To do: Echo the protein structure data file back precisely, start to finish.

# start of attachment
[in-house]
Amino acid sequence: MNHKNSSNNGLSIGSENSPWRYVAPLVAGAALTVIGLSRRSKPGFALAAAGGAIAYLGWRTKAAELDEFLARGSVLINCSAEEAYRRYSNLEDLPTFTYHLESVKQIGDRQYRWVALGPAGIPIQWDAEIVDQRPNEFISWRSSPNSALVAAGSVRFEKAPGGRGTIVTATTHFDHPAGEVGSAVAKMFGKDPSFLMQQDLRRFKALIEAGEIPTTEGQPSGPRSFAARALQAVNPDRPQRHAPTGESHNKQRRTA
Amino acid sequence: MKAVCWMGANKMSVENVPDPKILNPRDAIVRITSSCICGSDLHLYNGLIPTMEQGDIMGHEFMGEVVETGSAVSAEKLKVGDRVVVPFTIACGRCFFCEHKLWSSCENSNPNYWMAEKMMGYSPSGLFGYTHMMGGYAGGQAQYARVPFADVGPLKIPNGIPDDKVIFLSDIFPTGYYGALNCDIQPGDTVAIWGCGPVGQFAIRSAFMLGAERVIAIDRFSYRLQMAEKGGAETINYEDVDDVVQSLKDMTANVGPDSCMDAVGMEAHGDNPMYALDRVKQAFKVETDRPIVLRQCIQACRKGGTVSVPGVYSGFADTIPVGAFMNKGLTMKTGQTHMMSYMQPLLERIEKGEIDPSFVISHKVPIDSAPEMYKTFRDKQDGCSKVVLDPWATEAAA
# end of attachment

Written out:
[in-house]
Amino acid sequence: MNHKNSSNNGLSIGSENSPWRYVAPLVAGAALTVIGLSRRSKPGFALAAAGGAIAYLGWRTKAAELDEFLARGSVLINCSAEEAYRRYSNLEDLPTFTYHLESVKQIGDRQYRWVALGPAGIPIQWDAEIVDQRPNEFISWRSSPNSALVAAGSVRFEKAPGGRGTIVTATTHFDHPAGEVGSAVAKMFGKDPSFLMQQDLRRFKALIEAGEIPTTEGQPSGPRSFAARALQAVNPDRPQRHAPTGESHNKQRRTA
Amino acid sequence: MKAVCWMGANKMSVENVPDPKILNPRDAIVRITSSCICGSDLHLYNGLIPTMEQGDIMGHEFMGEVVETGSAVSAEKLKVGDRVVVPFTIACGRCFFCEHKLWSSCENSNPNYWMAEKMMGYSPSGLFGYTHMMGGYAGGQAQYARVPFADVGPLKIPNGIPDDKVIFLSDIFPTGYYGALNCDIQPGDTVAIWGCGPVGQFAIRSAFMLGAERVIAIDRFSYRLQMAEKGGAETINYEDVDDVVQSLKDMTANVGPDSCMDAVGMEAHGDNPMYALDRVKQAFKVETDRPIVLRQCIQACRKGGTVSVPGVYSGFADTIPVGAFMNKGLTMKTGQTHMMSYMQPLLERIEKGEIDPSFVISHKVPIDSAPEMYKTFRDKQDGCSKVVLDPWATEAAA